The Supreme Court refused yesterday to widen the Constitution's protection against compelled self-incrimination, ruling 5 to 4, that a juvenile in police custody should have asked for a lawyer rather than his probation officer.

The court acted in a California murder case in which "Michael C.," 16, was informed of his so-called Miranda rights to remain silent or to consult an attorney.

A Van Nuys police interrogator told the youth, "I can't get a hold of your probation officer right now. You have the right to an attorney."

Michael, who had been told by his probation officer to contact him if he ever had "a police contact," was suspicious. "How I know you guys won't pull no police officer in and tell me he's an attorney?" he asked.

Within a few moments, however, Michael, informed once again of his Miranda rights, said, "Yeah I want to talk to you," he said.

He then made statement and drew sketches that incriminated him in the 1976 murder of Robert Yeager, 64, a Hollywood film publicist who was shot in the head when he opened the front door of his home to put out the trash.

In juvenile court, counsel for Michael sought to suppress the statements and sketches on the ground that they had been obtained in violation of the Supreme Court's 1966 ruling that interrogation must cease when Miranda rights are invoked.

By asking to see his probation officer, the counsel argued, Michael had invoked the Fifth Amendment privilege to remain silent and had done so as if he had requested the aid of an attorney.

The judge denied the suppression request but was overruled by a divided California Supreme Court.

Michael had asked to see his probation, the majority said. This negated any possible willingness to discuss his case with the police, it held.

In making the ruling, the state tribunal emphasized that for Michael, the probation officer was "a trusted guardian figure who exercises the authority of the state . . . and whose duty it is to implement the protective and rehabilitative powers of the juvenile court." Michael had a long record and had been on probation since he was 12.

The majority also said that, as a law enforcement agent, the probation officer would act to protect Michael's rights just as a lawyer would have.

"It is fatuous to assume that a minor in custody will be in a position to call an attorney" or trust the police to call one for him, the court said.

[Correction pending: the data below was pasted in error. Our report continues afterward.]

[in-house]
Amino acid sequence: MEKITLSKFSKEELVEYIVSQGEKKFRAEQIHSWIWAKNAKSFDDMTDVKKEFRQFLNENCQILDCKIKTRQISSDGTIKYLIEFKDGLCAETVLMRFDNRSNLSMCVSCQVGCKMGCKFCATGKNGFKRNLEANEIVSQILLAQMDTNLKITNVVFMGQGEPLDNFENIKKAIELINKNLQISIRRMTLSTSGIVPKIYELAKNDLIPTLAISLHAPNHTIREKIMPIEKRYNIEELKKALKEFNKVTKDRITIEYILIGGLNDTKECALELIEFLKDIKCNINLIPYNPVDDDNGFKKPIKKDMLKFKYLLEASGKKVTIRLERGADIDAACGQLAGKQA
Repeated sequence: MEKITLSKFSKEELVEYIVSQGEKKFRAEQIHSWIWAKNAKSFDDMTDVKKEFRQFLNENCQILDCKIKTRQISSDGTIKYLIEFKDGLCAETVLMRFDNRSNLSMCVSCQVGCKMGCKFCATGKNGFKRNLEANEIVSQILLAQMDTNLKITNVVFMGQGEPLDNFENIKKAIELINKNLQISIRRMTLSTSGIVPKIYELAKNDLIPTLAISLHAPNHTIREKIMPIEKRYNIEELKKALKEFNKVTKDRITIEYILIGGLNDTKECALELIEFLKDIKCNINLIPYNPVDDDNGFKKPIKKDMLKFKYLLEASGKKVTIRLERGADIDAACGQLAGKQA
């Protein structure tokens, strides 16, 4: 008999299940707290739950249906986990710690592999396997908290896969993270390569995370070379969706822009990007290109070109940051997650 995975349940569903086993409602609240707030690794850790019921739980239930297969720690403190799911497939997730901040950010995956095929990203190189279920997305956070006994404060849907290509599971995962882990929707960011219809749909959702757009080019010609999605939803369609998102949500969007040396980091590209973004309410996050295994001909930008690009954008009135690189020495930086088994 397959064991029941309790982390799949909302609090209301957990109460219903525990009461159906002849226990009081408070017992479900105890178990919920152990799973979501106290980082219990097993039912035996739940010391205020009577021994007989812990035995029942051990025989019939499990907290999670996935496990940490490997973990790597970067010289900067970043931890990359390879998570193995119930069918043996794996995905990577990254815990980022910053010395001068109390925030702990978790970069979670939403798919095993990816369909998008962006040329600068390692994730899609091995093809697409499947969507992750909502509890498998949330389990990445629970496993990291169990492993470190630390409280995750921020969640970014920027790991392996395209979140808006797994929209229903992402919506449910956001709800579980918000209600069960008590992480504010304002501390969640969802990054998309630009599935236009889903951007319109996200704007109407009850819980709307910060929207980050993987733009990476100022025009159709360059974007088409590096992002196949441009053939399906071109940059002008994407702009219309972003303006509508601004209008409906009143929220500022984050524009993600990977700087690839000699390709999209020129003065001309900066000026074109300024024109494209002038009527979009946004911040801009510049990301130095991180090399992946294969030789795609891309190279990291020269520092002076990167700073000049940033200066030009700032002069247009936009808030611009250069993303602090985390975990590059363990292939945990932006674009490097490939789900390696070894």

These views were rejected yesterday when the Supreme Court reversed the state tribunal with an opinion by Justice Harry A. Blackmun.

"Whether it is a minor an adult who stands accused, the lawyer is the one person to whom society as a whole looks as the protector of that person in his dealings with the police and the courts," Blackmun wrote.

For this reason, he said, the court fashioned in the Miranda case "the rigid rule" that an accused's request for an attorney is, of itself, an invocation of Fifth Amendment rights.

By contrast, Blackmun said, a probation officer is not trained in the law, is not a trained advocate and "is the employe of the state which seeks to prosecute the alleged offender."

He said he also could not attach to Michael's request to see the probation officer the "overwhelming significance" attached to it by the state tribunal: that it was a request to remain silent.

In a dissenting opinion, Justice Thurgood Marshall wrote that the Miranda rules require a halt to interrogation "whenever a juvenile requests an adult who is obligated to represent his interests." On its face, he said, Michael's request for his probation officer was an assertion of his Fifth Amendment rights. Justices William J. Brennan Jr. and John Paul Stevens signed the opinion.

Justice Lewis F. Powell Jr., dissenting separately, said he was not "satisfied that this particular 16-year-old boy, in this particular situation, was subjected to a fair interrogation free from inherently coercive circumstances."

The Court handed down other decisions.


The Court ruled, 7 to 2, that unless there is an emergency, police are required under the Fourth Amendment to get a warrant before searching luggage taken from an automobile that they had properly stopped to search for contrabrand.

The ruling upheld an Arkansas Supreme Court decision that the suspect occupant of the car and the luggage should have been taken to police headquarters so that a magistrate could decide whether to issue a warrant.

Justice Lewis F. Powell Jr. wrote the opinion for the court. Justice Harry A. Blackmun, dissenting, foresaw problems, such as a suspect container in a car trunk being not a suitcase, but "an orange crate, a lunch bucket, an attache case, a duffel bag, a cardboard box . . ." His opinion was signed by Justice William H. Rehnquist.


Each year, erroneous overpayments are made to Social Security recipients under the old age, survivors' or disability insurance programs. The law authorizes the government to recoup the overpayments by reducing future payments in the necessary amounts.

The practice of the Social Security Administration has been to allow an allegedly overpaid recipient to file a written request seeking reconsideration of the purported overpayment or to ask in writing for a waiver of recovery.

In a unanimous decision, the court held that only recipients who file a written waiver request - not those who merely request reconsideration - are entitled t a pre-recoupment oral hearing.


In another 9-to-0 ruling, the court held that a union can solicit hospital employes in lobbies, cafeterias and gift shops - but not in the corridors and sitting rooms that adjoin or are accessible to patients' rooms and operating and treatment rooms.